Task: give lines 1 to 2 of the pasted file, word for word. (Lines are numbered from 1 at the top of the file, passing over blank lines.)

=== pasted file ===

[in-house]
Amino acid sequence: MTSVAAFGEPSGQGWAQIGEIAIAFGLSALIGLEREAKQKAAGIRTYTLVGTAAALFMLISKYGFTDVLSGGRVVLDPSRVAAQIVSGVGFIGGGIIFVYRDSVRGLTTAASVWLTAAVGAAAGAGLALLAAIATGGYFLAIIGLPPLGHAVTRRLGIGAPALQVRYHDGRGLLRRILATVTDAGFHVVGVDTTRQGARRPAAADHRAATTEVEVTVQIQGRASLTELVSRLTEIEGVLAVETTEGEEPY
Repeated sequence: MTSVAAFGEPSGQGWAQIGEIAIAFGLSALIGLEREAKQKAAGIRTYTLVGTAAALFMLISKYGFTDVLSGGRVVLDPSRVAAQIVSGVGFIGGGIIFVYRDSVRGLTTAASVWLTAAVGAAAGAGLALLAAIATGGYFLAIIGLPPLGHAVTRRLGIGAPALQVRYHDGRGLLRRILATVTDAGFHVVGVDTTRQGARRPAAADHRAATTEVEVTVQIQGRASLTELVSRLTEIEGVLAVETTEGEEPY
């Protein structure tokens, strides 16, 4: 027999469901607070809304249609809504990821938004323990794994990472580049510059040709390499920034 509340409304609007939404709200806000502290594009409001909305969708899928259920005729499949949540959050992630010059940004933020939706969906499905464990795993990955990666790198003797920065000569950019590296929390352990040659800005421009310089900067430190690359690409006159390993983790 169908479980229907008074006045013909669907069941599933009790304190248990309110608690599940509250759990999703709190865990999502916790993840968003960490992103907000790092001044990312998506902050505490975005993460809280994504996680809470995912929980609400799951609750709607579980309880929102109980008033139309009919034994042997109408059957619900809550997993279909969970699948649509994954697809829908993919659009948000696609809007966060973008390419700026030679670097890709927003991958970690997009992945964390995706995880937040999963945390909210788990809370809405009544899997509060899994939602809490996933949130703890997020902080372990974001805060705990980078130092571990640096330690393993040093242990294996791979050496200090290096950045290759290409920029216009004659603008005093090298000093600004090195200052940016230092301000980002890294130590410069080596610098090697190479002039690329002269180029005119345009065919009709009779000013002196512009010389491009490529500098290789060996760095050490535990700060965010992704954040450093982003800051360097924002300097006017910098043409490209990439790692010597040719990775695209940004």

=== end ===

[in-house]
Amino acid sequence: MTSVAAFGEPSGQGWAQIGEIAIAFGLSALIGLEREAKQKAAGIRTYTLVGTAAALFMLISKYGFTDVLSGGRVVLDPSRVAAQIVSGVGFIGGGIIFVYRDSVRGLTTAASVWLTAAVGAAAGAGLALLAAIATGGYFLAIIGLPPLGHAVTRRLGIGAPALQVRYHDGRGLLRRILATVTDAGFHVVGVDTTRQGARRPAAADHRAATTEVEVTVQIQGRASLTELVSRLTEIEGVLAVETTEGEEPY